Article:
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10 years later, Mister Rogers is still making neighbors
This is an archived article that was published on sltrib.com in 2013, and information in the article may be outdated. It is provided only for personal research purposes and may not be reprinted.

Pittsburgh • Fred Rogers, the man behind the long-running "Mister Rogers' Neighborhood" children's show, died 10 years ago, but his influence is still felt deeply here, the city he called home.

The Pittsburgh Theological Seminary recently devoted its summer leadership conference to insights from his life and work.

The conference drew an eclectic mix of participants, including psychologists, social workers, educators, clergy and laity. It also functioned as a reunion of various cast members and staffers from the show, which ran on the Public Broadcasting Service from 1968 to 2001.

Two films about Rogers were screened, alongside panels on Rogers' ability to handle life transitions creatively.

Rogers' widow, Joanne, wearing a Neighborhood Trolley pin, spoke briefly as well.

Rogers earned a degree in children's ministry from the seminary and later was ordained a minister in the Presbyterian Church (USA). He never led a church, but saw his career in broadcasting, including 33 years as writer and star of the Pittsburgh-based children's program, as a ministry.

His show taught children how to respond to challenges, fears and life transitions. And while it was never overtly religious, it cultivated virtues: neighborliness, hospitality, respect for others and more.

Children's spirituality "is not an add-on to children's lives but part and parcel of who they are," said Patricia Crawford, associate professor of education at the University of Pittsburgh. She said the conference helped her understand that children's sense of "caring and kindness" needs to be nurtured.

Retired Pittsburgh pediatrician Jane Breck came to the conference to pay tribute to Rogers, who at one time had asked for her help in explaining physical checkups to children.

She remembered the show's producers visiting her practice in 1993. They wanted to replicate the feel of a real pediatrician's office to demonstrate the experience of having a physical exam. Breck recalled the producers took with them tongue depressors and otoscopes to inspect ears. Then she was asked to find two children who might be comfortable having a full physical exam on camera.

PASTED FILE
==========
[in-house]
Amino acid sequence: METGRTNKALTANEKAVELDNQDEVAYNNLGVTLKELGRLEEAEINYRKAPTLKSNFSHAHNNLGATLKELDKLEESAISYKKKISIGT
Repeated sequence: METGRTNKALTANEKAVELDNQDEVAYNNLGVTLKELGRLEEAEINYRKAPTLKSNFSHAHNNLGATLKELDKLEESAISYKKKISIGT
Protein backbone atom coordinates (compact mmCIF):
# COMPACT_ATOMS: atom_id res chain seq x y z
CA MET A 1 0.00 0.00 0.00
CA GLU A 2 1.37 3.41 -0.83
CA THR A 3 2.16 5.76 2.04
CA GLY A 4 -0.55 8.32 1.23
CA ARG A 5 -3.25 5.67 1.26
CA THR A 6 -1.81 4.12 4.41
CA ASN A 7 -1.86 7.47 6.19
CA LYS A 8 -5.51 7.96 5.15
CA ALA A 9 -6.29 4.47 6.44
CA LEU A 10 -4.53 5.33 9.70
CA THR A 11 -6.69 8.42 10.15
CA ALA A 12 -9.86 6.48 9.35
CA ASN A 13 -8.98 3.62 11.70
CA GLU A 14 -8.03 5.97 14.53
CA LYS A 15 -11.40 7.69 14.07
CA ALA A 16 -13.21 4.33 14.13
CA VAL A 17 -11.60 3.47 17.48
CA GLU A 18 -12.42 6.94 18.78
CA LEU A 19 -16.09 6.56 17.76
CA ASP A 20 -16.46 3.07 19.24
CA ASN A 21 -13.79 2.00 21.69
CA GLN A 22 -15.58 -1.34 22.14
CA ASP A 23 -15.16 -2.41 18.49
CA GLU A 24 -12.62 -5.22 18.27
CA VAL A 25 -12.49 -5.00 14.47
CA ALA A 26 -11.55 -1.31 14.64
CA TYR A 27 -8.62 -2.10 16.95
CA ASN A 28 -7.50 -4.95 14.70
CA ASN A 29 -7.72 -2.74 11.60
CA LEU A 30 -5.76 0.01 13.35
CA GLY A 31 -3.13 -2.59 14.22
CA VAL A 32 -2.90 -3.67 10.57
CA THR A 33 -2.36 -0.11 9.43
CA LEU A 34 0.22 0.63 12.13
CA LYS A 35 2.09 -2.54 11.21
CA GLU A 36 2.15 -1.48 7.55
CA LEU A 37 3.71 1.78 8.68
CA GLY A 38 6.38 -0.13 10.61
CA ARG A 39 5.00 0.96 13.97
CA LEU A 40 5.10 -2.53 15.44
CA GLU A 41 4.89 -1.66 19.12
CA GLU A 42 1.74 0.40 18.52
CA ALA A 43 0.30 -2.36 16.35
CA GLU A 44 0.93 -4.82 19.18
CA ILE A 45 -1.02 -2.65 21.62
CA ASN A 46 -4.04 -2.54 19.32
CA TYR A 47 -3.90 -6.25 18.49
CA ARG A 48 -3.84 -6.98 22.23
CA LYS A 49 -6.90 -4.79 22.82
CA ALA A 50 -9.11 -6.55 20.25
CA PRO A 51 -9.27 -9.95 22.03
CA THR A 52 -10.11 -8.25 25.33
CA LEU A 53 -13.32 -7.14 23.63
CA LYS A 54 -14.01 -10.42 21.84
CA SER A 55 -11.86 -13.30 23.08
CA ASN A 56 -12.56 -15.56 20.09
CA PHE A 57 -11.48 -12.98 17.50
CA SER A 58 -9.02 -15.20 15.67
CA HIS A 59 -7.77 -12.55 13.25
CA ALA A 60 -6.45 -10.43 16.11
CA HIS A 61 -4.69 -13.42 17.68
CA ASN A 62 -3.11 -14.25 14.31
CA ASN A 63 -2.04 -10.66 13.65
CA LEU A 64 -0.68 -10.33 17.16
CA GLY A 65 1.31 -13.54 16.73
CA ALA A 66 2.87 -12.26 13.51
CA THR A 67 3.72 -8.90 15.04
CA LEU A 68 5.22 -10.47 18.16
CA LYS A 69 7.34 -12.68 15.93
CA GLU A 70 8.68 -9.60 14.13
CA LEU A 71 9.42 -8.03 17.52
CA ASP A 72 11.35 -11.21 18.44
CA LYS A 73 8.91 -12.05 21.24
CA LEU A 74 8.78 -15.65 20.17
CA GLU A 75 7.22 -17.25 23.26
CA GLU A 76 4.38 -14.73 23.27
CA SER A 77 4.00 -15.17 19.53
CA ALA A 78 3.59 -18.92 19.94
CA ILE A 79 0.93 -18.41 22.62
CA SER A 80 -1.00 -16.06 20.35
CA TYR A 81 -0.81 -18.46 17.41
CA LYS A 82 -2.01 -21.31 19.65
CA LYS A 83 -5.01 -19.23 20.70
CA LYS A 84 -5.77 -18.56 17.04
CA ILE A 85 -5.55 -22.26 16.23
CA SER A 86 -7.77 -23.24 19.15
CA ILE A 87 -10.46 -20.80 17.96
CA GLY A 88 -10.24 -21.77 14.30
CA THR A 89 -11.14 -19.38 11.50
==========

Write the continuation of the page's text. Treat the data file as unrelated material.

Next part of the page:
Now a part-time student at the seminary, Breck recalled how Rogers was attuned to what made children anxious.

She'll never forget the question he asked her: "When you look in my ears, can you see through to my brain?"

"He really was the way he played himself on TV," she said. "Spending time with Fred Rogers left an indelible mark on everyone's soul and psyche."

Judith A. Rubin, the "art lady" on "Mister Rogers' Neighborhood" for three seasons, screened a documentary on Rogers. She recalled the freedom he gave her on the set to help children and parents explore their creativity.

Her movie examined Rogers' early days on the "The Children's Corner," a live puppet show produced by WQED from 1953 to 1961. It also looked at some of the experts Rogers came in contact with — psychologists Erik Erikson, Anna Freud and Margaret McFarland, as well as famed pediatrician Benjamin Spock.

Adult audience members sang along as the movie played clips from the children's TV show.

James Davison, director of continuing education at the seminary, spoke of the Christian principles he glimpsed in the show, suggesting that the parable of the Good Samaritan formed the basis for the show's central question, "Who is my neighbor?"

Davison believes what was unique about Rogers was his "ideas of how to treat others from his biblical religious background," deepened by Rogers' studies of psychology.

That neighborliness was never just a TV construct. Margaret Eisen Fischer, a Pittsburgh resident, recalled that her son's preschool was out walking one morning on a Pittsburgh street when Fred Rogers saw the group and told them: "I'm glad to know you're my neighbors."

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